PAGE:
I recently purchased a Fujica GSW690, otherwise known as a Texas Leica as it is a rangefinder camera about 4 times bigger than a standard 35mm Leica camera.
I have fallen in love with Medium Format photography, I love the clarity, the sharpness and the size of the negatives helps achieve some stunning results.
The GSW has a massive 6×9 negative area which means you only get 8 shots on an entire range of 120 film. You have to be sparing with your shots as 8 shots a roll is expensive!
To put it into comparison, the negatives the Texas Leica produce are 4.5 times bigger than a full-frame sensor (or 35mm negative)!
I had some Kodak Portra 160 which I thought would be a good idea to try as my first roll. I realised afterwards this was probably not the best idea.
It’s a film that prefers bright light and I took it out in less than ideal conditions and also took some shots indoors. My light meter was not happy, giving me very slow shutter speeds which is not ideal for such a massive camera!
Of course, I was itching to try it and went out and took 8 photos in about an hour (I would say I have gotten better but I spent the day out with the Texas Leica today and shot 4 rolls! – probably a personal record (mind you that is only 32 photos!).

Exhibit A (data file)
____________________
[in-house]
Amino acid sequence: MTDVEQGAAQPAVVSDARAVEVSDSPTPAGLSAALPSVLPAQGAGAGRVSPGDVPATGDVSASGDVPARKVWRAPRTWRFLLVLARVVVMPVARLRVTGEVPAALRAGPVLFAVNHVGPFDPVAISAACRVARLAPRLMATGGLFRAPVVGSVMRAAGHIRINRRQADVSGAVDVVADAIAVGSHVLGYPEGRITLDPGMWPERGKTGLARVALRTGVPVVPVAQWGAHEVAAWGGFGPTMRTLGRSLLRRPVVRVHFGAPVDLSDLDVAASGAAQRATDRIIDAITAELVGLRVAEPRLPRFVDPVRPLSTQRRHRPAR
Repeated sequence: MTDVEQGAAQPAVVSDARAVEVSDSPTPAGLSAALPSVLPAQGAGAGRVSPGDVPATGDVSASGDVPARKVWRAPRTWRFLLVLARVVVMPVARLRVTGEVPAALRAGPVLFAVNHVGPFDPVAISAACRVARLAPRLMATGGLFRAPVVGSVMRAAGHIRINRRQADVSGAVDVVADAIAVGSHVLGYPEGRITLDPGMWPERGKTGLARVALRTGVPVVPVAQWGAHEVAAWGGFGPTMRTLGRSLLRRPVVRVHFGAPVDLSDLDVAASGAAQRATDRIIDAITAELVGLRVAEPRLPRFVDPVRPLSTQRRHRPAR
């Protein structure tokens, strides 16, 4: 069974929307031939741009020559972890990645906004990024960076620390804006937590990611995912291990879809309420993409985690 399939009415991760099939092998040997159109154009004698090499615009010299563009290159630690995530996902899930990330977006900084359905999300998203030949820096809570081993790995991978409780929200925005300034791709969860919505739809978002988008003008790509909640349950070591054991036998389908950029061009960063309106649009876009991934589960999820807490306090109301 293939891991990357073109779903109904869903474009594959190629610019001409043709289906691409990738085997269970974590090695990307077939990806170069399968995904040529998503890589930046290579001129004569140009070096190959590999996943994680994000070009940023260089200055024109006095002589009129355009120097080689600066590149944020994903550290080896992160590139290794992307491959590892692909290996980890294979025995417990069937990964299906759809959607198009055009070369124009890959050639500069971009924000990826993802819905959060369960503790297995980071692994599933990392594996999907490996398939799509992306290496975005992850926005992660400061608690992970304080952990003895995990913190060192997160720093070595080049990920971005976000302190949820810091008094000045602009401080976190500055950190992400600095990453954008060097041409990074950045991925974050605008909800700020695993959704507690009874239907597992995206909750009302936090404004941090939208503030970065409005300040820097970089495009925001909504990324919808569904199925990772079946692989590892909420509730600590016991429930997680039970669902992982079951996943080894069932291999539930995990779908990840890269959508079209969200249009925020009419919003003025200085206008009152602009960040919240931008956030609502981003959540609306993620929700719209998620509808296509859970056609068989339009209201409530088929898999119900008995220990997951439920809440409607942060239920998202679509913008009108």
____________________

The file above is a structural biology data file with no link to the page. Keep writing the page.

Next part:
The photos came back today, I am not disappointed, I think I could have done better but know where I have gone wrong. I am also intrigued by the focus point of the camera.
As this is a range finder the view from the viewfinder is what you see, the view from the viewfinder. Not the lens. As the lens is to the right you have to adjust your composition accordingly.
Oddly that some of my shots were lined up and some were not. I am not sure whether I was conscious about my composition and this quirk when I took these but I know I was thinking about it today. I’ll have to see how the new films come out to see if I have learnt this particular quirk.
I took the tripod with me today for some of the shots but was not sure if the photos would be ok handheld with the GSW690. Most were shot at 250 or 1/500 and I needn’t have worried as they seem fine.
It’s not that I don’t trust the camera, it is because of the weight! This is a two-handed beast!